The street where London swung: Carnaby Street – yesterday and today

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Carnaby Street
Carnaby Street

Soho’s Carnaby Street remains synonymous with the ‘Swinging Sixties’; there’s no getting away from it. But why? And frankly, the ’60s were almost half-a-century ago now, so what promotes this pedestrianised precinct in the heart of the UK capital as a must-visit for so many millions of visitors staying at boutique hotels in London every year?

That was then…

Something of an epicentre (well, a commercial one, at least) for the cultural revolution of the UK’s youth in the 1960s, Carnaby Street was the stomping ground back then of simply the hippest of the hip. This was because it was home to a large number of shops that vended the very latest mod-era fashions – and their wares, aesthetics and advertising and marketing massively influenced high-street retail in the years to come, so much so that their fresh, new ways of doing things can be still seen in the all-round approach of today’s most popular retailers (especially those of fashionable clothing).

In fact, it was the arrival of a Glaswegian clothing entrepreneur, John Stephen, that radically revolutionised Carnaby Street and set it on the (ahem) road it would take until the end of the 1960s – and, frankly, beyond. Quickly coined the ‘King of Carnaby Street’, Stephen was the man behind the sharp-looking, tight-fitting men’s jackets favoured by so many mods of the period.

And his legacy continued even after the close of the most recognised decade in the street’s history, for the place retained its cool fashionable status into the ’70s and – to an extent – throughout the ’80s and ’90s too, being a popular hang-out for many of punk, post-punk, New Romantic and, eventually, ’60s-retro-informed Britpop music artists and bands of these eras (and their fans).

… This is now

To bring you right up to date then, the Carnaby Street of today retains much of the aesthetically individual and dynamic that so informed and made it stand out in the ’60s. Sure, it’s not quite the Austin Powers-style time capsule as you may expect it to be, but there’s nonetheless still something of a ‘Swinging Sixties’ vibe about the place, even if its early 21st Century incarnation is filled with expensive and selective boutiques of recognisable brands rather than the daringly bold and adventurous, independent outlets of yesteryear. Moreover, as it’s evolved along with its fame spreading further around the world, it’s grown too; for today’s whole Carnaby shopping vicinity stretches beyond merely the short pedestrianised street itself, comprising also, as it does, the likes of Kingly Street (to the east), Marshal Street (to the west) and Newburgh Street (alternatively referred to as Newburgh Quarter); all of which offers up visitors in excess of 50 restaurants, pop-up eateries, pubs and bars.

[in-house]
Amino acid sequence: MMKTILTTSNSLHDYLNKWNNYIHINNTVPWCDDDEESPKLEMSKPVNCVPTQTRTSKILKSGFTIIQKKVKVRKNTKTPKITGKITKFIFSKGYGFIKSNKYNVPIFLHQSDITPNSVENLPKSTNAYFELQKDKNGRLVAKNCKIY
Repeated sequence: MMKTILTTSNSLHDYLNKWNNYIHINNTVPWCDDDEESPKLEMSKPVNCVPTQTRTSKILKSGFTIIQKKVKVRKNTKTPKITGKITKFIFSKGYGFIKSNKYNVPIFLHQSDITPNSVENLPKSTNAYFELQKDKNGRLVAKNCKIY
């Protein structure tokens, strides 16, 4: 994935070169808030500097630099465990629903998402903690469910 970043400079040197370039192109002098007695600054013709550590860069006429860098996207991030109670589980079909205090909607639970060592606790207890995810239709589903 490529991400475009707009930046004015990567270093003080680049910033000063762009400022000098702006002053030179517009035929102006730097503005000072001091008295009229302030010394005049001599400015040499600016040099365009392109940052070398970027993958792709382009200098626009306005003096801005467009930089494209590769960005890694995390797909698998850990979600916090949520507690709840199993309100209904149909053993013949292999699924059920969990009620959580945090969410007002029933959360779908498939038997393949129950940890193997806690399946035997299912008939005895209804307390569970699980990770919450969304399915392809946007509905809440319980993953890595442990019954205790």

Old habits die hard, though, and just as once was the case, as soon as any visitor travels to Carnaby Street (from wherever they might be staying, such as the salubrious and glamorous San Domenico House hotel London United Kingdom) and steps into its hallowed environs they’re greeted with the globally-iconic arch (perfect for selfies!), before they discover – just mere seconds later – the cornucopia of shops beyond that vend everything from vintage and retro clobber to high-quality footwear and awesome vinyl to delightful cosmetics.

Granted, time has moved on, though, which means that sadly very few of Carnaby Street’s shops have survived from the ’60s intact. That said, you will find that vintage/ retro clothes outlets Sherry’s (on Broadwick Street) is fantastic for Mod fashions, while there’s also the mod-tastic scooter shop Lambretta (at 29 Carnaby Street).

Plus, it may not have much to do mods of yesteryear or those of today, for that matter, but The Shakespeare’s Head is where to, er, head for a thirst-sating pint; the pub was legendarily owned by distant relatives of the Bard himself in the 18th Century. And, finally, if you’re a Beatles (and who honestly isn’t?) then you must give the building nearby that’s 3 Savile Row a visit. Why? Because it was here the Fab Four effectively saw out the ’60s with their iconic-for-all-time rooftop concert on 30 January 1969.

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